By Eileen Connelly, OSU 

“Now that I, your Lord and Teacher, have washed your feet, you also should wash one another’s feet.” – John 13:14 

In the simple act of washing the feet of his disciples, Jesus left us with a model of humble and loving service to others. His example is lived out regularly through the ministry at Foot Care for the Souls, a program of St. Francis Seraph Ministries in Cincinnati’s Over-the-Rhine, where those experiencing homelessness or poverty are uplifted through kindness and a gentle touch.  

Located in a busy urban setting at St. Anthony Center, Foot Care for the Souls is open on Tuesday and Thursdays from 4 to 6 p.m., from September to May, under the leadership of Beverly Clayton, program director. The hours are designed to correspond with the evening meal served at the Mother Teresa of Calcutta Dining Room, also part of St. Francis Seraph Ministries. 

Clinicians and volunteers warmly welcome guests to have their feet washed and treated. Between eight and 10 guests are seen each afternoon. Some are referrals from the Center for Respite Care, another ministry housed at St. Anthony Center, established in 2017 to house a variety of collaborative non-profits geared toward meeting the basic needs of the community’s most vulnerable in the tradition of the Franciscan friars.  


A smiling woman wearing a red apron and pink gloves over her clothes trims the nails of an outstretched foot.

The staff at Foot Care for the Souls gently washes and treats the feet of their guests. In this photo, Beverly Clayton, program director, tends to a guest. (Photo courtesy of Leigh Taylor Photography)

A person wearing a black coat and a gray hat smiles with their arms thrown wide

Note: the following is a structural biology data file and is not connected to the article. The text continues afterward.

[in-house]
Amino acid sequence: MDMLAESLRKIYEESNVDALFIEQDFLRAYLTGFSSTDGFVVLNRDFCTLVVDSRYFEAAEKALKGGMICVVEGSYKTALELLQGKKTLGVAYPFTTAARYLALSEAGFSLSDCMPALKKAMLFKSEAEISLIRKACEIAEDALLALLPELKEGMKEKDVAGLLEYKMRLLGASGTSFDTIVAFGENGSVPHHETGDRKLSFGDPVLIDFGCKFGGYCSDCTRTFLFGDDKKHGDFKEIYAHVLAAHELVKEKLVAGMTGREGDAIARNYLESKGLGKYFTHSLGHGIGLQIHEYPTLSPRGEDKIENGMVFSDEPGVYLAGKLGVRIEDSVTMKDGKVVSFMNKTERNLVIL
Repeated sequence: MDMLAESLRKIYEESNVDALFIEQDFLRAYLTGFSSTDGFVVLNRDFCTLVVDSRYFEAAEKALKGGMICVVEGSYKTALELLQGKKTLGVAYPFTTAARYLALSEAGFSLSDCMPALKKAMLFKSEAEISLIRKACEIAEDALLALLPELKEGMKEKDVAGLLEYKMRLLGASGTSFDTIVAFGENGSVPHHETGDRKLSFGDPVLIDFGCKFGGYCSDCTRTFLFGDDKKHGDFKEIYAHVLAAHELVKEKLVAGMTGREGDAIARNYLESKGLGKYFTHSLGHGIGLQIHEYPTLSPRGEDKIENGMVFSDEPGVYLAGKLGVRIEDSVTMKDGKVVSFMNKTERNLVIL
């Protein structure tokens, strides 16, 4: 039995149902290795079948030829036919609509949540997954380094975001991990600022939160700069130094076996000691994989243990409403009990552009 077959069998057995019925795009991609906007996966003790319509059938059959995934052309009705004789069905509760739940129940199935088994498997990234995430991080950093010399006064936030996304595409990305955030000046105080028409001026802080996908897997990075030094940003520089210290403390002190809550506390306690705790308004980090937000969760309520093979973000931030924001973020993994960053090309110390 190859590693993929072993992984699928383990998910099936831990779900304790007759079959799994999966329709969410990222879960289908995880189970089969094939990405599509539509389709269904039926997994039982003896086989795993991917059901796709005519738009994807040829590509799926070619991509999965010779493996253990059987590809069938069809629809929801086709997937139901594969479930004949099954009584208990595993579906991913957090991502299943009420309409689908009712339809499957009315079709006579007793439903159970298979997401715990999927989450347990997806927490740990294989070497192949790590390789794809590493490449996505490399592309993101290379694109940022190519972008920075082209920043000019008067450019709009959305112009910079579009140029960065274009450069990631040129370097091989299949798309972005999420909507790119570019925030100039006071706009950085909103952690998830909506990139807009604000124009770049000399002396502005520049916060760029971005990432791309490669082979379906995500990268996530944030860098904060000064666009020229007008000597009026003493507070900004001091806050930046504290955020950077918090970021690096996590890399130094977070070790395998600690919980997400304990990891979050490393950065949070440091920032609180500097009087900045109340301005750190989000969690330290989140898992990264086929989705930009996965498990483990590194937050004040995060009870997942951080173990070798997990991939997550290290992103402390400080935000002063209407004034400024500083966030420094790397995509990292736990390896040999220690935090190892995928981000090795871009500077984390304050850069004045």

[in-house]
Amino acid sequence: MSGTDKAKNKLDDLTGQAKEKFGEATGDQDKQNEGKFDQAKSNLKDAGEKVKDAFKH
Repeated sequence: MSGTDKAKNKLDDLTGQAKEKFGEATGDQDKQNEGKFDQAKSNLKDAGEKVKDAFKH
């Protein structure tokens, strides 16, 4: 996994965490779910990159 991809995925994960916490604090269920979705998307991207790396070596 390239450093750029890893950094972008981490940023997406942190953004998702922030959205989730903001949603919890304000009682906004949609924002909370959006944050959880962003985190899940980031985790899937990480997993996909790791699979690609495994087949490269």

A happy guest celebrates the care she received. (Photo courtesy of Leigh Taylor Photography)

A pair of feet soak in a basin filled with sudsy water

Guests begin each visit with a foot soak, nail trimming and quiet conversation. (Photo courtesy of Leigh Taylor Photography)

Pain relief and a listening ear for guests 

When guest Mickey arrived for care on a recent Thursday afternoon, she was greeted by a cheerful volunteer who asked, “How are you?” “I’m blessed,” Mickey responded, explaining she had visited Foot Care for the Souls last October and was returning for pain and cramps in her feet. The volunteer began with the standard foot soak and nail trimming while engaging in quiet conversation with Mickey to obtain more information.  

“I like coming here because it’s calm and relaxing and I’m treated with dignity and respect,” Mickey said.  

Guests are usually experiencing such issues as callouses, ingrown toenails, fungus, skin breakdowns or other more serious conditions that can be treated there, explained Beverly, a nurse practitioner. The ministry’s unhoused guests spend hours on their feet each day, often walking for miles in the bitter cold or extreme heat, sometimes wearing shoes that are the wrong size or worn out. Beverly has assisted guests with cuts on their feet, nails so long they could barely walk, and even frostbite.  

She recalls one man, named Eric, who arrived with extremely dry, cracked skin. “It was almost like alligator skin,” Beverly said. “For him, I will always mix a lot of creams and massage his feet. He comes back now once a week, and his skin is so much healthier.”